A DEVELOPER has offered £800,000 towards affordable housing and infrastructure improvements in return for official support for new
A DEVELOPER has offered £800,000 towards affordable housing and infrastructure improvements in return for official support for new care housing in Henley.
The “without prejudice” offer was made on behalf of McCarthy & Stone following discussions with Henley Town Council.
The developer wants to build 53 “assisted living extra care” homes for older people at the former Jet garage site in Reading Road.
South Oxfordshire District Council’s planning committee approved the planning application at a meeting on Wednesday evening.
The proposal sparked claims that the development would be at odds with the joint Henley and Harpsden neighbourhood plan, which earmarked the site for 55 ordinary homes.
The plan names 11 sites where about 500 homes, including 40 per cent “affordable” units, should be built by 2027 to meet Government targets.
McCarthy & Stone, a retirement living specialist, bought the site from Inland Homes, which had secured permission for 55 flats. The town council’s planning committee objected to the application, saying the development did not comply with the plan.
But a report to the district council’s committee recommended approval.
Planning officer Amanda Rendell said: “While it is disappointing that the previous permission has not been implemented for what is understood to be viability reasons, this application has to be assessed on its merits.
“All the letters of representation from members of the public have supported the proposed scheme, citing a demand and need for such accommodation.”
She said a primary objective of the neighbourhood plan is to “deliver an appropriate range and mix of housing to achieve a balanced community and in particular help meet the needs of those age and income groups who have difficulty finding homes in Henley”.
Mrs Rendell said these groups included older residents and people with disabilities as well as young people, local workers and small families.
“Your officers are therefore satisfied that there is a need to provide accommodation for older people within the district,” she said.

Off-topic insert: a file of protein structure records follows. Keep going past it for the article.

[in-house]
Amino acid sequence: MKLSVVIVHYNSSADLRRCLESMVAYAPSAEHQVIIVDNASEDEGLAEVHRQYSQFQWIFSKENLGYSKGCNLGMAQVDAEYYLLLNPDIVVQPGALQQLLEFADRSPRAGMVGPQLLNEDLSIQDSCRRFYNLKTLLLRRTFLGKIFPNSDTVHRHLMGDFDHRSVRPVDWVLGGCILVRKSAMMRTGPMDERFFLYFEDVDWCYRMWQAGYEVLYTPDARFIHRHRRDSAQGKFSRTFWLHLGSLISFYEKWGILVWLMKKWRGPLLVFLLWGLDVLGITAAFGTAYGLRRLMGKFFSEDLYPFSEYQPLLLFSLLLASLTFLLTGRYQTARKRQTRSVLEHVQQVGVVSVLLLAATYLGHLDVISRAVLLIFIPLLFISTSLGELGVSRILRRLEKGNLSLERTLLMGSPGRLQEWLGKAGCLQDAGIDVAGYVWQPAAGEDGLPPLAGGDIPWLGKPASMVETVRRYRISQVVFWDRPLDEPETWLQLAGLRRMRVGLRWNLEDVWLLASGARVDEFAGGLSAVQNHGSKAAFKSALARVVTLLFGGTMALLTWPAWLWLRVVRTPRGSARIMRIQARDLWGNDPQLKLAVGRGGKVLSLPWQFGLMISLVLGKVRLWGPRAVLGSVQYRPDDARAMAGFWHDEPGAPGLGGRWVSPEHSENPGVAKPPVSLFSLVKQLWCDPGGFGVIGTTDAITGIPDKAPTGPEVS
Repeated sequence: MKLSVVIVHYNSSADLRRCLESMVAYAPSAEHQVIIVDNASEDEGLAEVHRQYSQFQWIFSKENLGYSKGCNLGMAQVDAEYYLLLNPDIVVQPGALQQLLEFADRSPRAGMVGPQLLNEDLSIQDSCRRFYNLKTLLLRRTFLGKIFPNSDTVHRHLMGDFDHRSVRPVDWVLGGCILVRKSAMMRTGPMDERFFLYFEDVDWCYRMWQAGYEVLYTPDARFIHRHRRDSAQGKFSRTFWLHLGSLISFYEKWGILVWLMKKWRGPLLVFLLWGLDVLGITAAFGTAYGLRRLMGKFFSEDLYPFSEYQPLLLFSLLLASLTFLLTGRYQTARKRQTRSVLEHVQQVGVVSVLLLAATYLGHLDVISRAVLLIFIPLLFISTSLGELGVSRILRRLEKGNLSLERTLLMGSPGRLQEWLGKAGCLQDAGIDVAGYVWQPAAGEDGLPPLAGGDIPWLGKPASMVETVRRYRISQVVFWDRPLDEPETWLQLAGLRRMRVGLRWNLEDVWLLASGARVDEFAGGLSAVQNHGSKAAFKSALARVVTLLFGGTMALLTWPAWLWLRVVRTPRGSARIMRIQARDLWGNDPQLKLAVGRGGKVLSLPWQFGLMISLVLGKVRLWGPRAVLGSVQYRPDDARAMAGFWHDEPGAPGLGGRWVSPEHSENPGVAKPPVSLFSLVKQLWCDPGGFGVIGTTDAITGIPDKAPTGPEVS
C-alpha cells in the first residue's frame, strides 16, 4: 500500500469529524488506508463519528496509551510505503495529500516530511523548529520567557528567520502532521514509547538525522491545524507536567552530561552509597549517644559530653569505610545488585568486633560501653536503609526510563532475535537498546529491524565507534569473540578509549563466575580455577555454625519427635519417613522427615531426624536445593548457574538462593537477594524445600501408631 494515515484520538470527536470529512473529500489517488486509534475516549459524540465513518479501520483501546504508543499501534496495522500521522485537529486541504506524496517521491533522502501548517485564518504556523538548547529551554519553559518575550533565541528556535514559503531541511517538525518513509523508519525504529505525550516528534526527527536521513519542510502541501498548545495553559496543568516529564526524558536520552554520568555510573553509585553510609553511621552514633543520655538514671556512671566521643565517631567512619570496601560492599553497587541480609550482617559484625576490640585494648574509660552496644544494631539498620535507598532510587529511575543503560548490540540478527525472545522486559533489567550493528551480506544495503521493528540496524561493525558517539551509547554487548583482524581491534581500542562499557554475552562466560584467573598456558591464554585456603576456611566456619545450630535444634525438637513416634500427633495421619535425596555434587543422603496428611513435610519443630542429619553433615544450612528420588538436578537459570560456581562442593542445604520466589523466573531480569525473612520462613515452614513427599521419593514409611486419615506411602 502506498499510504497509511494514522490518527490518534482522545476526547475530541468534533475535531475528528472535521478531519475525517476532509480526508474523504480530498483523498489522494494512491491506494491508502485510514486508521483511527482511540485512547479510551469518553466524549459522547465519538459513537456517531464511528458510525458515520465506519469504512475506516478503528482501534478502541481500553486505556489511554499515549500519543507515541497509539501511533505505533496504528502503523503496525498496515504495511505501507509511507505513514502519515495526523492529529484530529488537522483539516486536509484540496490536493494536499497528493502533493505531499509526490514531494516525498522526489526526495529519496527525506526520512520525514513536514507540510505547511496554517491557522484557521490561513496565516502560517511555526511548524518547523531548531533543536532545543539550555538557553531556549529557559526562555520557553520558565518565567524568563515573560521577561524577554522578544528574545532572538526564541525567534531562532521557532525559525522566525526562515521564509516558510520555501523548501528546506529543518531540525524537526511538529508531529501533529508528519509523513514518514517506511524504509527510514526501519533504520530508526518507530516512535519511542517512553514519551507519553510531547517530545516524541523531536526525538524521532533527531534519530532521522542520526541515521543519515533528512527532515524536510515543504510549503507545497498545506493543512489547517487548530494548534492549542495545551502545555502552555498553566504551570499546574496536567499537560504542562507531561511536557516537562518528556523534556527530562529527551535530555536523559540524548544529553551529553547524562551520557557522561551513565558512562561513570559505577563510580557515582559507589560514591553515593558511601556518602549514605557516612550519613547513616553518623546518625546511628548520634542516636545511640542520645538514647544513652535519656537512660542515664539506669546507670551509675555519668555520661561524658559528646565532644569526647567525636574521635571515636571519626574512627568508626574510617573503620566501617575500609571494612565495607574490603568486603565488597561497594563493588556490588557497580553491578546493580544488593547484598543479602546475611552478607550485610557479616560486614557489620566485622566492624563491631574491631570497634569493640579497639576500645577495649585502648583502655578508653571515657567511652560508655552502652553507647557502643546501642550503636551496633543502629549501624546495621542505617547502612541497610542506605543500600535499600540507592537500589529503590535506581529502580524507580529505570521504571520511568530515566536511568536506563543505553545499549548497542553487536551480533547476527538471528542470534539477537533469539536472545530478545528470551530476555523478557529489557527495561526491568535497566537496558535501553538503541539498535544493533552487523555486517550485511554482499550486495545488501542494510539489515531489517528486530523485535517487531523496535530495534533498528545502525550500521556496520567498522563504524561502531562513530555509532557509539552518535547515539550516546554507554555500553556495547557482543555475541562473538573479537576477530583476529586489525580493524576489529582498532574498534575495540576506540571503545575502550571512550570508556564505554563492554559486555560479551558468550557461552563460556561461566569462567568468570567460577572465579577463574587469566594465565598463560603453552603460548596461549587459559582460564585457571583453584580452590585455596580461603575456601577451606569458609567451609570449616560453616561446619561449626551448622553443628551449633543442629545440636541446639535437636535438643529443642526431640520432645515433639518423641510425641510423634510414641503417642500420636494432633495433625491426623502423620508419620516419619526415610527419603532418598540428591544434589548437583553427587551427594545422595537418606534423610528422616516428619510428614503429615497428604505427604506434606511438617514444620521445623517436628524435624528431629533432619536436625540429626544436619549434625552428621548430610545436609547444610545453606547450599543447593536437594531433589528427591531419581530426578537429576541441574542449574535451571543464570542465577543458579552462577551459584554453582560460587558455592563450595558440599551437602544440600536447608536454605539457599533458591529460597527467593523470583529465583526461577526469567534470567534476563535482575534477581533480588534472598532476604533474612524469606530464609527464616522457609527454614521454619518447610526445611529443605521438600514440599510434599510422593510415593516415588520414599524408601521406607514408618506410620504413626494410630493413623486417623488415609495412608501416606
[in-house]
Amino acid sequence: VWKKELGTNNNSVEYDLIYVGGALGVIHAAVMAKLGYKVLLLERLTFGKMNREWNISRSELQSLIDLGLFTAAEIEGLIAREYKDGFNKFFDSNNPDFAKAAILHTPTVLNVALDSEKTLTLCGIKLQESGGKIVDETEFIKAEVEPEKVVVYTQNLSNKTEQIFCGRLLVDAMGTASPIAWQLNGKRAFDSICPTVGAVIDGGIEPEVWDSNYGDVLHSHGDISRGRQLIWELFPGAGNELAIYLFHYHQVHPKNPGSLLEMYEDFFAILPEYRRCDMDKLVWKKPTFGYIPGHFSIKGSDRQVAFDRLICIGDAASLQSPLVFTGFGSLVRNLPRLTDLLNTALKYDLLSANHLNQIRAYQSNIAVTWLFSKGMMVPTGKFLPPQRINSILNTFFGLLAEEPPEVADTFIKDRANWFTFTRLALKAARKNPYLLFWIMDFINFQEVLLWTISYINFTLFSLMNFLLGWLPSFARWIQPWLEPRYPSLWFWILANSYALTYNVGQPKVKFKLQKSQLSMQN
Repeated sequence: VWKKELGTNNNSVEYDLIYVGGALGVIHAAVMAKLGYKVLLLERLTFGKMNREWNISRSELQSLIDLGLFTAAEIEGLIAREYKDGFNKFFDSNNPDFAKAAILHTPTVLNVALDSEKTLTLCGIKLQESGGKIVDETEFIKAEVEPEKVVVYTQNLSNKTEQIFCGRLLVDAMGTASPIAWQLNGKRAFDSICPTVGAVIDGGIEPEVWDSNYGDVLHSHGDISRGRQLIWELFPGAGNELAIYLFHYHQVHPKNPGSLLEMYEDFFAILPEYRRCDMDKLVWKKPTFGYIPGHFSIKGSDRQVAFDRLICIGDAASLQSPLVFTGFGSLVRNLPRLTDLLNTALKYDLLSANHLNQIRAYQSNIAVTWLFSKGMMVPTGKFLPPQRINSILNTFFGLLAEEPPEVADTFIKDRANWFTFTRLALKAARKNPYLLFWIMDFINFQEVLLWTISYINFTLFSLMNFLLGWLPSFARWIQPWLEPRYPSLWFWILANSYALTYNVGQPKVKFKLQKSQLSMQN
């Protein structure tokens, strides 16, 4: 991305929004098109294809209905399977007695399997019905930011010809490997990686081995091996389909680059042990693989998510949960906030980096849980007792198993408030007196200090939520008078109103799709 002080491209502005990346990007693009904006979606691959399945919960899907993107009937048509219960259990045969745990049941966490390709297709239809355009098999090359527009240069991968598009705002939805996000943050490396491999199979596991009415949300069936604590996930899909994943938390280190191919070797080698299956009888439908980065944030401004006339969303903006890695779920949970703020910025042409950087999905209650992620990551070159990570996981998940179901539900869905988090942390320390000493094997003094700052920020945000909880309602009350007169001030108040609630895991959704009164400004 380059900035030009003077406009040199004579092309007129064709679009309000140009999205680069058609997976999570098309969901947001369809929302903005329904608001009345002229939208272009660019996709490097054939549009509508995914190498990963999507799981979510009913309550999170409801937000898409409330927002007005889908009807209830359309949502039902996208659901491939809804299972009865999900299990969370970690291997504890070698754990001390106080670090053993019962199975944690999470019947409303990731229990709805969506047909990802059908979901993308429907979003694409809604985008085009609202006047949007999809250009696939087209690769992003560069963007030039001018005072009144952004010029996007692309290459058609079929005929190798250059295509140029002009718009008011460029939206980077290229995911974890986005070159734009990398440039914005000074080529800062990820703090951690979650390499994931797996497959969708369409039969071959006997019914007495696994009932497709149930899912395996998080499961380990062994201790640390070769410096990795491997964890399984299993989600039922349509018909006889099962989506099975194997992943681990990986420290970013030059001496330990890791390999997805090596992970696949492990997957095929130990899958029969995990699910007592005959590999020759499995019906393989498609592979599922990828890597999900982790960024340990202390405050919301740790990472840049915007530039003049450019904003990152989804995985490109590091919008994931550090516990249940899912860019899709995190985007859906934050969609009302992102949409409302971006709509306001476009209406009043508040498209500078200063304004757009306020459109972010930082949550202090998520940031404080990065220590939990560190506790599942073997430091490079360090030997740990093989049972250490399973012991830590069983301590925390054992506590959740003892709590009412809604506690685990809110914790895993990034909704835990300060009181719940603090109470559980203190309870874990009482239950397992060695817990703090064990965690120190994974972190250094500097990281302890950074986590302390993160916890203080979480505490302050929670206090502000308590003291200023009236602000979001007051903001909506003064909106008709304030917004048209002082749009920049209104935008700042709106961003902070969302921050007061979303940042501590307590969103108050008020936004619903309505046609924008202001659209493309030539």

“Therefore, placing all of the relevant material considerations in the balance, I conclude that the limited adverse impacts would not significantly and demonstrably outweigh the benefits of the proposal and recommend the application for approval.”
Mrs Rendell said McCarthy & Stone was not obliged to make a contribution towards affordable housing or the infrastructure but added: “The applicant acknowledges the impact of the development upon the local area and the objectives of the neighbourhood plan for the local area.
“Subsequent to discussions with the town council, the applicant has made, on a without prejudice basis, a financial offer of £800,000 towards community infrastructure/affordable housing.”
The proposal is in addition to separate applications for a care home on land in Deanfield Road, which is allocated for 23 homes in the neighbourhood plan, and a care home in Newtown Road.
Dieter Hinke, a former town councillor who chairs the neighbourhood plan steering group, protested after Wednesday’s decision.
He said: “I am devastated that democracy is meaningless to the district council.
“After all the promises by the Government and the district that we could shape our own future it has come to nothing.
“We were told that this new legislation would give us powers of control and of how we could shape Henley and Harpsden for future generations.
“The youth of this town, both residents and workers, have been badly let down by a district council that is scared of its own shadow and will not take the developers on.
“Its main concerns are financial targets leading to fear of appeals and not the will of the people.”
• Oxfordshire County Council, the highways authority, requested a contribution of £1,000 per dwelling towards the cost of improving the bus service along Reading Road if the company is granted planning permission.